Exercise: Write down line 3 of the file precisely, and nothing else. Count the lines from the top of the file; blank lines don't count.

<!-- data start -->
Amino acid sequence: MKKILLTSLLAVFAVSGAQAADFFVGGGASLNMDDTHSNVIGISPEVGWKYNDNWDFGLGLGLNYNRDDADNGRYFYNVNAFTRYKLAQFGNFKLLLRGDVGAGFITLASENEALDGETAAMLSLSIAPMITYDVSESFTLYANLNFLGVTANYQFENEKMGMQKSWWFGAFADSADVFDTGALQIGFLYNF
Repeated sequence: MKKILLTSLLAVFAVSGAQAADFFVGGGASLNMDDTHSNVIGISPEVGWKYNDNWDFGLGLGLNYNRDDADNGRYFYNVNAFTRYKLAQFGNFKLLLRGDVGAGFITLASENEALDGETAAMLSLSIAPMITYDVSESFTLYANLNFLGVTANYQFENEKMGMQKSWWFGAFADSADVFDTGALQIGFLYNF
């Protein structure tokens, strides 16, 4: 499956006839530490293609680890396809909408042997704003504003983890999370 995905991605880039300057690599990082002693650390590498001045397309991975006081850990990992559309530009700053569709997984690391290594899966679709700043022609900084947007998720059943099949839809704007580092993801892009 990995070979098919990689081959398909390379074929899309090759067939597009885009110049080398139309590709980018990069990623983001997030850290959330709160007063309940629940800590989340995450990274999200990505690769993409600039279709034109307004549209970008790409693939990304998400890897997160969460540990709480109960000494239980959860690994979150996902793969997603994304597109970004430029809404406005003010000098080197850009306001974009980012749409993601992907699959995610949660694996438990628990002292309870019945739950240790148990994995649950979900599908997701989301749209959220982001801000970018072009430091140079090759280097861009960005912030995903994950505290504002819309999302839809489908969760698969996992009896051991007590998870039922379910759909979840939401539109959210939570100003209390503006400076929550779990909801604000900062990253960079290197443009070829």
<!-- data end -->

């Protein structure tokens, strides 16, 4: 499956006839530490293609680890396809909408042997704003504003983890999370 995905991605880039300057690599990082002693650390590498001045397309991975006081850990990992559309530009700053569709997984690391290594899966679709700043022609900084947007998720059943099949839809704007580092993801892009 990995070979098919990689081959398909390379074929899309090759067939597009885009110049080398139309590709980018990069990623983001997030850290959330709160007063309940629940800590989340995450990274999200990505690769993409600039279709034109307004549209970008790409693939990304998400890897997160969460540990709480109960000494239980959860690994979150996902793969997603994304597109970004430029809404406005003010000098080197850009306001974009980012749409993601992907699959995610949660694996438990628990002292309870019945739950240790148990994995649950979900599908997701989301749209959220982001801000970018072009430091140079090759280097861009960005912030995903994950505290504002819309999302839809489908969760698969996992009896051991007590998870039922379910759909979840939401539109959210939570100003209390503006400076929550779990909801604000900062990253960079290197443009070829």